The failure rate for Say on Pay proposals in 2017 for Russell 3000 companies is on par with the lowest rate observed since the introduction of Say on Pay. Meanwhile, the average vote result of ~92% is the highest level of support the market has seen. While data suggests negative recommendations from ISS and Glass Lewis still influence vote outcomes by 20%-30% and 10%-15%, respectively, the quantity of such negative recommendations has remained relatively stagnant while voting results have improved as noted previously.

Increasing engagement of shareholders.
Whether a result of ISS policy (evaluating Compensation Committee responsiveness to low Say on Pay vote outcomes) or boards getting more in tune with shareholders, more companies are disclosing their shareholder engagement efforts to discuss compensation decision-making. With more focus on compensation practices, we expect this practice to expand in 2018.

Along with the trends and lessons from the 2017 proxy season, updated policies from ISS and Glass Lewis always need to be considered as companies begin proxy preparations. While further disclosure is expected on certain changes from ISS, there are certain changes worth noting. ISS released a number of updates highlighted below, while Glass Lewis had no policy changes related to compensation.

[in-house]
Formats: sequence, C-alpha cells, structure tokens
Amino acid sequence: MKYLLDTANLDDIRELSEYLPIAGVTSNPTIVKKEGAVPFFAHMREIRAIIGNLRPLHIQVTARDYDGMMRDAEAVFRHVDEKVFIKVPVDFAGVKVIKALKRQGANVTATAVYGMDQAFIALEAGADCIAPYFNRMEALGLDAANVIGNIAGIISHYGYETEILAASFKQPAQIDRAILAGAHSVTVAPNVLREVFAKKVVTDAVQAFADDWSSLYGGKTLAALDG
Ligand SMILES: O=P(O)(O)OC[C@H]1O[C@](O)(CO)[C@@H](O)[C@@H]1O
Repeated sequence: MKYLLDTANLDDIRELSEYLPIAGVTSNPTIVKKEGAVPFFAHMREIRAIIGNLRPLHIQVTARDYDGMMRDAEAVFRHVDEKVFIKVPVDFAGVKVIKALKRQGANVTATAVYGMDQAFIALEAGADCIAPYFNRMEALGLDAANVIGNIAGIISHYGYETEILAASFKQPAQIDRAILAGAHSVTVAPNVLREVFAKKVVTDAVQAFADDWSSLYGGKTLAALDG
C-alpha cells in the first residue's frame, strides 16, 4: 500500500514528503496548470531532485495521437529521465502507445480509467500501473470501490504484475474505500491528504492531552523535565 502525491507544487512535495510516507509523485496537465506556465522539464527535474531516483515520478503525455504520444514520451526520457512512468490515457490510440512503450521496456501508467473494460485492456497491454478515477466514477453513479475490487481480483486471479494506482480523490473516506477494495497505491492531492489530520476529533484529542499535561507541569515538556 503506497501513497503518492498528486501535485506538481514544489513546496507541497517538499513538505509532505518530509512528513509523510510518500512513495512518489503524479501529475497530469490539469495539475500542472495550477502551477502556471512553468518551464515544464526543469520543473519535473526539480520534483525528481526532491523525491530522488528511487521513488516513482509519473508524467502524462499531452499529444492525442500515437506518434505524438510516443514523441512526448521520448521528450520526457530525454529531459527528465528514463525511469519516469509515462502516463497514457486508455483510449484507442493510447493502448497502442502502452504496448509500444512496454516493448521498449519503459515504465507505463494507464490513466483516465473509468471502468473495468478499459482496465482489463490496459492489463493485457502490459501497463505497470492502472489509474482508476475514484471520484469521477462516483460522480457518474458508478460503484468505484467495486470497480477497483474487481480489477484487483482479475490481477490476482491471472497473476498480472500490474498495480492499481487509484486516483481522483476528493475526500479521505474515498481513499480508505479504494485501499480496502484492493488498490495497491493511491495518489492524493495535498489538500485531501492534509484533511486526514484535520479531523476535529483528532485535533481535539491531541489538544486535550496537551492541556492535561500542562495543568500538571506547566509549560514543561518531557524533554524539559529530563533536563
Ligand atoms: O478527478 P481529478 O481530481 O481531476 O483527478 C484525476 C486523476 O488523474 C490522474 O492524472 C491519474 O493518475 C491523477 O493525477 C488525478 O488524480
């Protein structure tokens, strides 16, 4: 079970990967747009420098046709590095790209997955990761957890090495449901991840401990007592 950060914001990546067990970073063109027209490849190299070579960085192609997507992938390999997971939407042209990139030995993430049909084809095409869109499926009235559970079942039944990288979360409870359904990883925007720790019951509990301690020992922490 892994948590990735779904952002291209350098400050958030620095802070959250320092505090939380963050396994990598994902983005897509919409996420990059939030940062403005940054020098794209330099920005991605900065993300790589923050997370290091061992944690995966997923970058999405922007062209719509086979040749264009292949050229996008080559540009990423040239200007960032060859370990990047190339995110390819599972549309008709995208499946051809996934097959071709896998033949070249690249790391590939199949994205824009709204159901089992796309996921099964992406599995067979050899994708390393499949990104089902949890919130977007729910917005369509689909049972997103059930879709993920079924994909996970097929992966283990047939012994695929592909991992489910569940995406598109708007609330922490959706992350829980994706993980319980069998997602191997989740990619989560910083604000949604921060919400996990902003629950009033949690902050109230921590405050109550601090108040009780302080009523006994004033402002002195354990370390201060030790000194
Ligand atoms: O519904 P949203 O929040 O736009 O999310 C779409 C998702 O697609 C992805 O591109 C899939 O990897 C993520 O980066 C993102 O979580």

Non-employee director compensation.
ISS announced a new policy dictating adverse vote recommendations for board committee members directly responsible for setting non-employee director compensation if such compensation is deemed to have a pattern (two or more years) of being excessive without compelling rationale. L&A notes this change will not impact vote recommendations in 2018.

Quantitative pay-for-performance evaluation.
There are a few tweaks to the quantitative pay-for-performance assessment process ISS utilizes to develop levels of concern:

  • The threshold for “medium” concern on the multiple of median test has been lowered for companies in the S&P 500 from 2.33x to 2.00x.